Tag Archives: Kazakhstan

The Systematic Repression of Lawyers in Central Asia and Eastern Europe

September 12, 2018

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OSCE Human Dimension Implementation Meeting 2018
Warsaw, Poland
September 12, 2018
Working Session 4

The Systematic Repression of Lawyers in Central Asia and Eastern Europe

Freedom House is gravely concerned by an apparent systematic crackdown on the legal profession by a number of OSCE participating States. Since 2017, restrictive legislative changes and punitive measures targeting individual lawyers were especially egregious in Azerbaijan, Tajikistan, Kazakhstan, and Crimea. The intense persecution of the legal profession undermines individuals’ essential right of equal access to justice, especially those who openly call for government accountability, such as human rights defenders, journalists, social and political activists. Often, legal action is the only available recourse for individuals and associations to seek redress for violations of their fundamental rights and freedoms.

Due to governments’ threats both to lawyers and their would-be clients, the number of lawyers able to take on human rights cases is dwindling. Without a strong, independent judiciary and lawyers free from harassment, however, governments cannot claim to be fulling their obligations to protect the fundamental human rights of their citizens. Attacking the legal profession appears to be the final step in dismantling a system in which citizens can find recourse against unjust treatment by their own governments within the existing legal framework.

In Azerbaijan, the national parliament amended the ‘Code of Civil and Administrative Procedure’ and the ‘Bar Act’ in October 2017 to state that only members of the Azerbaijan Collegium of Advocates can represent clients in court, substantially cutting the proportion of lawyers to the population to one of the lowest rates in the region.[1]Furthermore, authorities summarily disbar prominent human rights lawyers and deny accreditation to junior advocates. Lawyers including Khalid Baghirov, Aslan Ismayilov, Alaif Hasanov, Elchin Namazov, Yalchin Imanov, Farhad Mehdiyev, Muzaffar Bakhshaliyev, Annaghi Hajibeyli, Aliabbas Rustomov, and Intigam Aliyev have all had their bar membership suspended or revoked shortly after raising human rights concerns on behalf of clients or criticizing the government.[2] Junior lawyers are unable to join the Collegium of Advocates due to its bias against lawyers connected to human rights cases. Samed Rahimli, known for taking on political contentious cases, describes his interviewers from the Collegium of Advocates as being openly hostile towards him and accusing him of trying to destroy the collegium. This systematic persecution of human rights lawyers has left the country with only six practicing human rights lawyers, according to Intigam Aliyev, a human rights lawyer previously jailed for his work.[3]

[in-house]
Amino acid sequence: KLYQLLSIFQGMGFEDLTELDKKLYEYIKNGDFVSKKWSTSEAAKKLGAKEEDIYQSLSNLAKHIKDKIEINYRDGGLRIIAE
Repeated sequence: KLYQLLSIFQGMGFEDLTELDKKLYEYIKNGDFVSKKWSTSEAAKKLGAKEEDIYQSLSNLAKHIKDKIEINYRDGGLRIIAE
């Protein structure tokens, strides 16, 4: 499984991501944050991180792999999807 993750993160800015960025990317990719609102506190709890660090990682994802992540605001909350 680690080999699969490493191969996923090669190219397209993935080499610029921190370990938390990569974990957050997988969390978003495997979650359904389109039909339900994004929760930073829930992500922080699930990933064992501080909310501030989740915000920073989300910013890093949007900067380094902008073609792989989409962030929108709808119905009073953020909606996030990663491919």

https://freedomhouse.org/article/systematic-repression-lawyers-central-asia-and-eastern-europe

https://freedomhouse.org/

https://www.ibanet.org/Human_Rights_Institute/Work_by_regions/Europe/Tajikistan-film.aspx

https://www.balcanicaucaso.org/eng/Areas/Azerbaijan/Azerbaijan-journalists-and-human-rights-activists-left-defenceless-190307

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Kazakhstan: The Legend of Batyrs

September 18, 2018

“Do heroes exist today?”

📢 [Story] – Discover the story of #HRDs Max Bokayev and Talgat Ayanov, two Kazakh lawyers and activists sentenced to five years imprisonment following a trial that did not live up to the internationally accepted standards of #justice.

In May, 2016, Max et Talgat participated in public demonstrations and published posts on their FB accounts criticizing the reforms of the #landcode and were sentenced to five years in prison. In February 2017, Max and Talgat were put on the list of people linked to #terrorist and extremist activities in Kazakhstan.

OMCT with Kadyr Kassiyet (Dignity) and the Kazakhstan International Bureau for Human Rights and Rule of Law is submitting an Individual Communication to the Human Rights Committee on behalf of Max Bokayev and Talgat Ayanov.

The video-campaign has been organized by the Coalition for the Protection of Human Rights Defenders and Pana Defenders, supported by the @Netherlands Helsinki Committee

(OMCT Facebook, 18/09/18)

 

https://www.fidh.org/en/issues/human-rights-defenders/kazakhstan-un-body-declares-the-detention-of-max-bokayev-and-talgat

 

https://www.fidh.org/en/issues/human-rights-defenders/kazakhstan-ongoing-arbitrary-detention-of-max-bokayev-and-talgat

Ukraine/Kazakhstan/Russia/Moldova: Defence for the defenders: Lawyers and attorneys under attack for participation in politically motivated cases

June 29, 2018

The right to defence is one of the fundamental human rights that is enshrined in a number of international agreements. The Universal Declaration of Human Rights proclaims the principle of equality of all before the law, the presumption of innocence, and the right to be examined openly and with all the requirements of justice by an independent and impartial court.

In order to exercise their right to defence, prosecuted persons must have full access to legal services provided by independent lawyers and attorneys. According to the UN Basic Principles on the Role of Lawyers, everyone has the right to ask any lawyer for help in defending their rights and protecting them at all stages of criminal proceedings.